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07.02.2006 General News

Baby Ansabah defends story on Nana Konadu

By GNA

Accra, Feb. 7, GNA - Ebenezer Ato Sam, alias Baby Ansabah, Deputy Editor of the "Daily Guide", on Tuesday mounted the witness box to defend an alleged libel story he wrote about the Former First Lady Nana Konadu Agyemang Rawlings.

Mrs Rawlings has sued Mr Ato Sam and Mrs Gina Blay and Western Publications, publishers of the "Daily Guide", for libel. The newspaper in its Wednesday, July 6, 2005 edition published a story titled, "Milking the Sacred Cow - Konadu owes 2.8 billion to the State."

Led in evidence by Mr Freddie Blay, First Deputy Speaker of Parliament at the Fast Track High Court, Mr Sam explained that the headline of the story meant "maximizing or taking full advantage of something that is not yours".

Mr Sam said 750 million cedis loan facility obtained by CDC under the Trade and Invest Programme (TIP) Fund through the USAID belonged to the State.

Asked how he came by the story, Mr Sam said he intercepted a letter from the Auditor-General requesting the payment of the 750 million cedis loan obtained by CDC.

"On intercepting the story, we realized that the story was credible and sacrosanct and would elicit public interest. As such we went ahead to publish the story," Mr Sam declared.

"We never stated in our reportage that Mrs Rawlings was a fraud, callous, a cheat and dishonest. All we said was that she had defaulted in payment."

He said Mrs. Rawlings had also not denied the body of the story adding, "the truth is that CDC still owes the State". Mr Sam said after the publication, the newspaper's attention was drawn to the fact that "we cannot hold Mrs Rawlings liable for the debt of CDC".

"My Lord we, therefore, rendered an apology on the front page and page three of the Daily Guide on the August 29 2005 and August 30 2005, respectively to Plaintiff.

"Our apology was that we erred in associating the Plaintiff to the debt owed by a limited liability Company."

Mr Godfred Yeboah Dame, counsel for the defendants, who was late for court, then took over from Mr Blay.

Mr Sam maintained that he did not write the story out of malice stressing that the newspaper did not publish a non-existing story or a rumour.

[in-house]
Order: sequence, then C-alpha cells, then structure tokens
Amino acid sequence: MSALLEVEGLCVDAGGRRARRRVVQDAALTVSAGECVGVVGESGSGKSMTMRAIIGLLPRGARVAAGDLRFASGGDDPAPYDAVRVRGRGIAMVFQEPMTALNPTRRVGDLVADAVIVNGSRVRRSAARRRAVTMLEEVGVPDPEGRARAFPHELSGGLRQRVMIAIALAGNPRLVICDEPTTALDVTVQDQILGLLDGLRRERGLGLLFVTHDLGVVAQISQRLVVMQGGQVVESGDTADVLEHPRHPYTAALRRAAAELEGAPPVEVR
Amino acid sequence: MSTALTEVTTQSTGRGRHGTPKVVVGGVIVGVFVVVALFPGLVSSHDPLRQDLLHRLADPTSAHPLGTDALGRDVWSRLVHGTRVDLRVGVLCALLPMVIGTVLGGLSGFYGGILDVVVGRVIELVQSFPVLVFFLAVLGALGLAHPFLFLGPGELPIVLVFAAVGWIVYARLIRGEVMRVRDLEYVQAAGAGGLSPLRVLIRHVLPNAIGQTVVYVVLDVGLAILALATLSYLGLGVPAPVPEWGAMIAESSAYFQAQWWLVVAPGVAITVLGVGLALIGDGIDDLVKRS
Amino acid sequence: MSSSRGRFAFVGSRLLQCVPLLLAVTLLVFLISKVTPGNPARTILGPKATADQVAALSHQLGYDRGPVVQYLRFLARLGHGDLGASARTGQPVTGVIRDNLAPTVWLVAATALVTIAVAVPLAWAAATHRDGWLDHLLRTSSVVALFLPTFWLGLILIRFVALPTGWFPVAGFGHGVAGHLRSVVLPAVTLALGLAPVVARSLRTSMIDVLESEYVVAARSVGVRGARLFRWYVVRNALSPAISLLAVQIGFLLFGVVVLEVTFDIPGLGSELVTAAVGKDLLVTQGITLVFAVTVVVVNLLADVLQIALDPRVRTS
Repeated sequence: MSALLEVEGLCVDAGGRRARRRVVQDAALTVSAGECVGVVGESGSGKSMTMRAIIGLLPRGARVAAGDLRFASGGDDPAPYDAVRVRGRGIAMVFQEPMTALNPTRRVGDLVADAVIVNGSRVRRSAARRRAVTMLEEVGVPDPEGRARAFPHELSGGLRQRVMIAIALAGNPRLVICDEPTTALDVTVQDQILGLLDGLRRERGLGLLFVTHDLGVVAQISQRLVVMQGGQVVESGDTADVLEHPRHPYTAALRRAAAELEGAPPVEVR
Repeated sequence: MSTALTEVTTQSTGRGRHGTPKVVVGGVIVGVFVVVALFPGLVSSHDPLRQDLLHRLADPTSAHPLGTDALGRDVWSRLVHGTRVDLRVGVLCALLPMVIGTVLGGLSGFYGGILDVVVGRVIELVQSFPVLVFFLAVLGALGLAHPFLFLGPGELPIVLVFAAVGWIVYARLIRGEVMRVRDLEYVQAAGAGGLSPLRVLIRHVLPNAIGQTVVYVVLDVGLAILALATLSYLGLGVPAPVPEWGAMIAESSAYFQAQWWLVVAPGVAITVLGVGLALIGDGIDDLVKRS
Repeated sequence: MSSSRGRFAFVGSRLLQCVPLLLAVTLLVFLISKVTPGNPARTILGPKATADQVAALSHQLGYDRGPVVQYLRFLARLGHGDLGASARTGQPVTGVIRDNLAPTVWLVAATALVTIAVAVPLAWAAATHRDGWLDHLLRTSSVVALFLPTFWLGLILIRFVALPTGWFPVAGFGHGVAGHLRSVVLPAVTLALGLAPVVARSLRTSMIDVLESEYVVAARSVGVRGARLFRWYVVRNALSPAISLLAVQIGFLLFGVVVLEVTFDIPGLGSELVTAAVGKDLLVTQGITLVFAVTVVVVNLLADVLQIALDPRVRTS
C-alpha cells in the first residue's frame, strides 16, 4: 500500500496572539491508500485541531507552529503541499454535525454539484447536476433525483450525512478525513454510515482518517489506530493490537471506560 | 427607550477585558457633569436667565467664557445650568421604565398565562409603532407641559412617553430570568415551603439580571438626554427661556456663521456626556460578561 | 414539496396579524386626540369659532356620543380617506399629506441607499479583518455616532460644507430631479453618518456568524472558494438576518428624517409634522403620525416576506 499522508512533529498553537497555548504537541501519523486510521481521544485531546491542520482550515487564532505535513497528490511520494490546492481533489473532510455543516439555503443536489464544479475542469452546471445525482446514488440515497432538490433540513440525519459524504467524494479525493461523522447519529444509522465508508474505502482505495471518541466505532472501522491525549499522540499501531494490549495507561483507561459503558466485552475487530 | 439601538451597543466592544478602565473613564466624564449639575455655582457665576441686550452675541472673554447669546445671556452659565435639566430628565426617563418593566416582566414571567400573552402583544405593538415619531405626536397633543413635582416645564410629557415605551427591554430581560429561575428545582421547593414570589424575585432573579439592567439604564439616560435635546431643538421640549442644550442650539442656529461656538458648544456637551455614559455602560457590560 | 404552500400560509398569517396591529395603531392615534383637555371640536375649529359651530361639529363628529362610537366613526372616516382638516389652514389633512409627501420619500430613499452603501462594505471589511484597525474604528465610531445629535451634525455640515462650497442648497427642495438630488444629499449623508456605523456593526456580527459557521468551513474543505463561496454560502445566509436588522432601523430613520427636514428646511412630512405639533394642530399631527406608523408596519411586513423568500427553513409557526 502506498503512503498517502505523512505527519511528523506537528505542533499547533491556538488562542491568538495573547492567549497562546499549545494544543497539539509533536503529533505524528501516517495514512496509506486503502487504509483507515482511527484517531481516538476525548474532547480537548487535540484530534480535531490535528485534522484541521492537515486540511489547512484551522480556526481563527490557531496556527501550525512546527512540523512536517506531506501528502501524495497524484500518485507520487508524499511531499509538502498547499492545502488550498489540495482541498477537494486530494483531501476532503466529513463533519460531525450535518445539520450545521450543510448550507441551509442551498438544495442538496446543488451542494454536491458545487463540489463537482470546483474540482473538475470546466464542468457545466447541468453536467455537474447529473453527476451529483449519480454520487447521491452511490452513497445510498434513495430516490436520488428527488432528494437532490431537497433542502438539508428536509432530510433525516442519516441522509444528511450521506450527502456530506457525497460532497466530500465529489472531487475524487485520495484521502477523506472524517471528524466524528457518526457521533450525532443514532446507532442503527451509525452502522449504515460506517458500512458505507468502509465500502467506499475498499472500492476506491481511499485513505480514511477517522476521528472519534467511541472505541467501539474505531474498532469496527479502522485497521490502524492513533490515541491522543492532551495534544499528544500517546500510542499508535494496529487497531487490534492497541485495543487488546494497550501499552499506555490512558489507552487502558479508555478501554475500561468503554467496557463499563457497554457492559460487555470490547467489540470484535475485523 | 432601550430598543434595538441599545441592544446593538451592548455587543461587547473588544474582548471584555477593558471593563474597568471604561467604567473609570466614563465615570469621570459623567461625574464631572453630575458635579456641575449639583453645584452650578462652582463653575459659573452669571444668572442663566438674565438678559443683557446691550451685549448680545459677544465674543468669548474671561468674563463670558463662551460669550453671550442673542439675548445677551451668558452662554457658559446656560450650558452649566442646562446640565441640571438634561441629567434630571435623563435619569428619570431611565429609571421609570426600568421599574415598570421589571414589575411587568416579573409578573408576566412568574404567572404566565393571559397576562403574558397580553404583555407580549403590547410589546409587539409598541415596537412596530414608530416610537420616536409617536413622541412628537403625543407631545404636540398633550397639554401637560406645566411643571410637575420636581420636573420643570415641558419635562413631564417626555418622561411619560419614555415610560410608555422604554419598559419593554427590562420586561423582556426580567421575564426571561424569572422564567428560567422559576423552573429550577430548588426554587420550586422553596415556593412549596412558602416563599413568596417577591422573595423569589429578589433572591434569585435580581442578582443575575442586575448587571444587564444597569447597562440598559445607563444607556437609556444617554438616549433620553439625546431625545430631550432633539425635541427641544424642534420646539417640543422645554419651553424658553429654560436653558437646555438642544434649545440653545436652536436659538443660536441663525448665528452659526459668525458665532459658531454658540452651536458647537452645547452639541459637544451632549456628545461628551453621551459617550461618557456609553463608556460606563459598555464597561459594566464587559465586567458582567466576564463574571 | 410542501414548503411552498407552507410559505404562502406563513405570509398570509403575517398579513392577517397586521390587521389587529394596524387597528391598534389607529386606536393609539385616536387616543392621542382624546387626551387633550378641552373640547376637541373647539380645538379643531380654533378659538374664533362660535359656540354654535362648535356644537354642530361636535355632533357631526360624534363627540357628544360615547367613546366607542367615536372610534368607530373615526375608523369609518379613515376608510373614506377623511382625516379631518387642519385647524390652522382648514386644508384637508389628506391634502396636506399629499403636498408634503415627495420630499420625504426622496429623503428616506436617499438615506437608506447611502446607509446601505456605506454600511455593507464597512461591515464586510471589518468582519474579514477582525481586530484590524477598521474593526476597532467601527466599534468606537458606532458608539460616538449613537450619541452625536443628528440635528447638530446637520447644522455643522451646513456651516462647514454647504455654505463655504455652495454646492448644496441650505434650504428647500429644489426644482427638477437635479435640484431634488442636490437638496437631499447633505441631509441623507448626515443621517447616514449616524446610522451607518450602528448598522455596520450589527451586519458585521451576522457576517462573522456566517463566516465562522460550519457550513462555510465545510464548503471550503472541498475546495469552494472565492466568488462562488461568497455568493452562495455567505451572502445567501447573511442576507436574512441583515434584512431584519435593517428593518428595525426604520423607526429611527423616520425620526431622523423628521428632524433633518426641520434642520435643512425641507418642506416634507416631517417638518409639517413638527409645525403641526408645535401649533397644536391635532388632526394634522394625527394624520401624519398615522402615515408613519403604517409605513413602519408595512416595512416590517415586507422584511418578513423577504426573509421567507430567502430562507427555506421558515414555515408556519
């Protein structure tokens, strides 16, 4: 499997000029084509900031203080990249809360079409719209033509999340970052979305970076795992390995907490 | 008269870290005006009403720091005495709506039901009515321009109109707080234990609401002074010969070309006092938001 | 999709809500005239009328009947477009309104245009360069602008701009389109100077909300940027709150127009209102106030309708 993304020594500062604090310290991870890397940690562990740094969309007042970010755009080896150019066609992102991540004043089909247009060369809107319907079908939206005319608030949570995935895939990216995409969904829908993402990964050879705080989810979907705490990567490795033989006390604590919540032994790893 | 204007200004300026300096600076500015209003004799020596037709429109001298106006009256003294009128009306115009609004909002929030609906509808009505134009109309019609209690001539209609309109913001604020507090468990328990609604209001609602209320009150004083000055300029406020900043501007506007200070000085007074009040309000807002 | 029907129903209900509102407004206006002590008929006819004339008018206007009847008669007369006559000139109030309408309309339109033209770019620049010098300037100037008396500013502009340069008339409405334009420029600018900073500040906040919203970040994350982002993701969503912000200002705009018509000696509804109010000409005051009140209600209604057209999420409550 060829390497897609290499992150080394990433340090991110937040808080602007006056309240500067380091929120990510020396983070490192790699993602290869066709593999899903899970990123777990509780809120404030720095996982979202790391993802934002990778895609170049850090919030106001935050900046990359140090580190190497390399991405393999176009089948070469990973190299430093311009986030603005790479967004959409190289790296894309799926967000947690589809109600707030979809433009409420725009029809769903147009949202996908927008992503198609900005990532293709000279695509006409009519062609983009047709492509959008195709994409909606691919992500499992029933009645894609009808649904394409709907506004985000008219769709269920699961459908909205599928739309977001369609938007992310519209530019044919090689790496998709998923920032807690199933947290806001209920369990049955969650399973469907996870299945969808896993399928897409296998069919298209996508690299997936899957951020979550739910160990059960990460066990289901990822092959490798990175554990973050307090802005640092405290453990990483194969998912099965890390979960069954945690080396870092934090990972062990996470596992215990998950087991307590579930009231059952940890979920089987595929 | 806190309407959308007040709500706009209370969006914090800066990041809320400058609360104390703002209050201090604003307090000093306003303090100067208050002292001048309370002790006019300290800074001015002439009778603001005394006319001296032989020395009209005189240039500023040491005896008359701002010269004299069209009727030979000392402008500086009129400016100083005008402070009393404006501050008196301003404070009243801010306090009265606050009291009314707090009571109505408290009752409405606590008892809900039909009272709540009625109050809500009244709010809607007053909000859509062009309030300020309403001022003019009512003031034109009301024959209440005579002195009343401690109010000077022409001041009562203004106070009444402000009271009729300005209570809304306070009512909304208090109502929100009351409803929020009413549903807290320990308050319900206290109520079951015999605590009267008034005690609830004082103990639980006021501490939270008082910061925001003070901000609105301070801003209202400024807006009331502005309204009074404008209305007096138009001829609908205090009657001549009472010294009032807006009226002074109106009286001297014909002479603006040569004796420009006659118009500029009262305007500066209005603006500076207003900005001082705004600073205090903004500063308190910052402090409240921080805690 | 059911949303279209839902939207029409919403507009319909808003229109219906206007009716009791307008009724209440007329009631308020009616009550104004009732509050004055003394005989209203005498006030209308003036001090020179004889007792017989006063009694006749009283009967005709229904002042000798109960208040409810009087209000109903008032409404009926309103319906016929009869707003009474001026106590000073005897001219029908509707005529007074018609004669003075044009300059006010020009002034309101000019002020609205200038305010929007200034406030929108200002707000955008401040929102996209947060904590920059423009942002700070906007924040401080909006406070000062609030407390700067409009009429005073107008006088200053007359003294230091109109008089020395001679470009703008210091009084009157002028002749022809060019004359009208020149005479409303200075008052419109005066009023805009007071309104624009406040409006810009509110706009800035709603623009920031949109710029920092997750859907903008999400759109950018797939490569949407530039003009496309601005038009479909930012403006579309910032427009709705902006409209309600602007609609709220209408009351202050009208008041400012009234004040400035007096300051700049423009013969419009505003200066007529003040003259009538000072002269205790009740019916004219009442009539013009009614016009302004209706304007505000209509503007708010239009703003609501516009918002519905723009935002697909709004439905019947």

Answering questions under cross-examination by Mr Tony Lithur, Mr Sam maintained the letter he intercepted had only the name of CDC. Mr Sam said he was not aware that CDC had run into difficulty after it had gone for the 750 million cedis loan.

He said that Mrs Rawlings was central and material to the publication in question, adding "We could not have done without her". Asked why he failed to get the Plaintiff's side of the story, Mr Sam said Mr Victor Smith, a Public Relations Officer to the Former President Jerry John Rawlings, had earlier asked him not confer with him on matters relating to the Rawlings family.

He objected to Counsel's claim that the 31st December Women's Movement (DWM) was a non-governmental organization.

Mr Sam maintained that Mrs Rawlings owned the movement adding that she used her influence to obtain funds from TIP fund.

According to Mr Sam, CDC never provided any collateral for the loan. "I never saw any letter or application from CDC." He said all the CDC did was to open a foreign account that would receive proceeds from the manufactured products.

Mr Sam denied that he and two other defendants sat down to defame Mrs Rawlings.

Mr Dame indicated to the Court that it had two more witnesses to testify but needed the Court to issue subpoenas to compel the Auditor-General and another to appear in court. Mr Dame, therefore, prayed for adjournment to enable him to get his witnesses.

The Court obliged but awarded cost of two million cedis to the Defendants saying the action of the Defence counsel sought to delay proceedings.

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